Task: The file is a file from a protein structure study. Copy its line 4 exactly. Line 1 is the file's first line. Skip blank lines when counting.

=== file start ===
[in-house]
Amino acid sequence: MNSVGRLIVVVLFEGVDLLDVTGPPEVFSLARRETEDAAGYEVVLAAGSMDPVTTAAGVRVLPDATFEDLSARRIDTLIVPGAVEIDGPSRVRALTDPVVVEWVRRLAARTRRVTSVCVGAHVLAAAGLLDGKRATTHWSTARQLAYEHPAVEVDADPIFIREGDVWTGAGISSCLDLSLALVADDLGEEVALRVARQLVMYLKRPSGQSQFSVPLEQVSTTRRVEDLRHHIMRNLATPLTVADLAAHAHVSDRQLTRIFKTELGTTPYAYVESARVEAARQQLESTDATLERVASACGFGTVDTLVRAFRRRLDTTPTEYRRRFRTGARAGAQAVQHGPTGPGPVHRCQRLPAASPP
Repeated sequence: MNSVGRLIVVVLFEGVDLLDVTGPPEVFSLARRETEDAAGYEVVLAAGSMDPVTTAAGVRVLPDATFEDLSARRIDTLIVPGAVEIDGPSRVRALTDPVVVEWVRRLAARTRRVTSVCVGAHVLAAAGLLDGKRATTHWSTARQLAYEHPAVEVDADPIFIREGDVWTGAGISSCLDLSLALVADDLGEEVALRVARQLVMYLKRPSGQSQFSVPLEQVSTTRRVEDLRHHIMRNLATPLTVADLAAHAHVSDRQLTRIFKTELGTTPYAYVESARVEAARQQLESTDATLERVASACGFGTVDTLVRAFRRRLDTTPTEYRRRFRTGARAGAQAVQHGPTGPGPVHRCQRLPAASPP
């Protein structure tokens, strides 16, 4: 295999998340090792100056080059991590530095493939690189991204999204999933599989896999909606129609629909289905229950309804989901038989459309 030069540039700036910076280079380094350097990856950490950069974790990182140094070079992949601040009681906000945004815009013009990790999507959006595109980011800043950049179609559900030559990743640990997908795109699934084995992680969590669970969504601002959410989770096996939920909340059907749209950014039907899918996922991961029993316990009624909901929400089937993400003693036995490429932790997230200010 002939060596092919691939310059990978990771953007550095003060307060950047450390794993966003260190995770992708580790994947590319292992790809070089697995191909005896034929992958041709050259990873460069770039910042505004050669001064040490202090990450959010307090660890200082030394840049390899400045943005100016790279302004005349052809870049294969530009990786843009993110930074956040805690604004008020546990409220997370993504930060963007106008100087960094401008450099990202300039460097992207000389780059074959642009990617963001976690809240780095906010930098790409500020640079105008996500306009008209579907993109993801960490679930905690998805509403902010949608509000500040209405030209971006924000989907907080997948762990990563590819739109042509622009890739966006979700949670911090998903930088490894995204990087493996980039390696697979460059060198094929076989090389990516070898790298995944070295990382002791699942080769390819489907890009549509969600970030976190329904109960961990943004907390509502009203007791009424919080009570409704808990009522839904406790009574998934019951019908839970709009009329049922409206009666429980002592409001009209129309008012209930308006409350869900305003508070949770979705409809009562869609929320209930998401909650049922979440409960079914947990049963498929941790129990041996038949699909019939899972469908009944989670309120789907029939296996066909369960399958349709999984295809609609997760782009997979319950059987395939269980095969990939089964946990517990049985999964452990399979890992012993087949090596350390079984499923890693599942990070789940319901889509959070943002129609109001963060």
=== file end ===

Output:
């Protein structure tokens, strides 16, 4: 295999998340090792100056080059991590530095493939690189991204999204999933599989896999909606129609629909289905229950309804989901038989459309 030069540039700036910076280079380094350097990856950490950069974790990182140094070079992949601040009681906000945004815009013009990790999507959006595109980011800043950049179609559900030559990743640990997908795109699934084995992680969590669970969504601002959410989770096996939920909340059907749209950014039907899918996922991961029993316990009624909901929400089937993400003693036995490429932790997230200010 002939060596092919691939310059990978990771953007550095003060307060950047450390794993966003260190995770992708580790994947590319292992790809070089697995191909005896034929992958041709050259990873460069770039910042505004050669001064040490202090990450959010307090660890200082030394840049390899400045943005100016790279302004005349052809870049294969530009990786843009993110930074956040805690604004008020546990409220997370993504930060963007106008100087960094401008450099990202300039460097992207000389780059074959642009990617963001976690809240780095906010930098790409500020640079105008996500306009008209579907993109993801960490679930905690998805509403902010949608509000500040209405030209971006924000989907907080997948762990990563590819739109042509622009890739966006979700949670911090998903930088490894995204990087493996980039390696697979460059060198094929076989090389990516070898790298995944070295990382002791699942080769390819489907890009549509969600970030976190329904109960961990943004907390509502009203007791009424919080009570409704808990009522839904406790009574998934019951019908839970709009009329049922409206009666429980002592409001009209129309008012209930308006409350869900305003508070949770979705409809009562869609929320209930998401909650049922979440409960079914947990049963498929941790129990041996038949699909019939899972469908009944989670309120789907029939296996066909369960399958349709999984295809609609997760782009997979319950059987395939269980095969990939089964946990517990049985999964452990399979890992012993087949090596350390079984499923890693599942990070789940319901889509959070943002129609109001963060």